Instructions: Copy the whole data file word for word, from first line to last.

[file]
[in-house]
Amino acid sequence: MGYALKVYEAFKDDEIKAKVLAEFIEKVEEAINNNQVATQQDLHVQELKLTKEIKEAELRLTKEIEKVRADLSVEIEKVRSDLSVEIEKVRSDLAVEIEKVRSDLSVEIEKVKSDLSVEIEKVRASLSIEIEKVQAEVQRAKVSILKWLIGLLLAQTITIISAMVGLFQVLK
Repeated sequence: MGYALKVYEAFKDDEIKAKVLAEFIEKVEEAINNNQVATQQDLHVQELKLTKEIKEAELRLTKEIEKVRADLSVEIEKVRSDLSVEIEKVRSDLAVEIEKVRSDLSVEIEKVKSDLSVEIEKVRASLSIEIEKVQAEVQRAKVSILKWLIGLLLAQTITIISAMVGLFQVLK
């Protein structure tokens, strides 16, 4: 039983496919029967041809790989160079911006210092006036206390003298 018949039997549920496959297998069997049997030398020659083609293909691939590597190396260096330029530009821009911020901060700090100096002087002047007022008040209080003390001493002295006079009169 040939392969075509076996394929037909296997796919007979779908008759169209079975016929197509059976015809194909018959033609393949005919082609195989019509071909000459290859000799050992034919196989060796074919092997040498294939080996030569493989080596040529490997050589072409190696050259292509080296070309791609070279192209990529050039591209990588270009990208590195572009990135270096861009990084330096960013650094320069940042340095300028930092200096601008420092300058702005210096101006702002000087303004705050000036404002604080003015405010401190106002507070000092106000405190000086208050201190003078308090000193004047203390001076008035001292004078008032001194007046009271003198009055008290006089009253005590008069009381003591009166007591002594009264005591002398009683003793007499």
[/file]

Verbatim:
[in-house]
Amino acid sequence: MGYALKVYEAFKDDEIKAKVLAEFIEKVEEAINNNQVATQQDLHVQELKLTKEIKEAELRLTKEIEKVRADLSVEIEKVRSDLSVEIEKVRSDLAVEIEKVRSDLSVEIEKVKSDLSVEIEKVRASLSIEIEKVQAEVQRAKVSILKWLIGLLLAQTITIISAMVGLFQVLK
Repeated sequence: MGYALKVYEAFKDDEIKAKVLAEFIEKVEEAINNNQVATQQDLHVQELKLTKEIKEAELRLTKEIEKVRADLSVEIEKVRSDLSVEIEKVRSDLAVEIEKVRSDLSVEIEKVKSDLSVEIEKVRASLSIEIEKVQAEVQRAKVSILKWLIGLLLAQTITIISAMVGLFQVLK
């Protein structure tokens, strides 16, 4: 039983496919029967041809790989160079911006210092006036206390003298 018949039997549920496959297998069997049997030398020659083609293909691939590597190396260096330029530009821009911020901060700090100096002087002047007022008040209080003390001493002295006079009169 040939392969075509076996394929037909296997796919007979779908008759169209079975016929197509059976015809194909018959033609393949005919082609195989019509071909000459290859000799050992034919196989060796074919092997040498294939080996030569493989080596040529490997050589072409190696050259292509080296070309791609070279192209990529050039591209990588270009990208590195572009990135270096861009990084330096960013650094320069940042340095300028930092200096601008420092300058702005210096101006702002000087303004705050000036404002604080003015405010401190106002507070000092106000405190000086208050201190003078308090000193004047203390001076008035001292004078008032001194007046009271003198009055008290006089009253005590008069009381003591009166007591002594009264005591002398009683003793007499």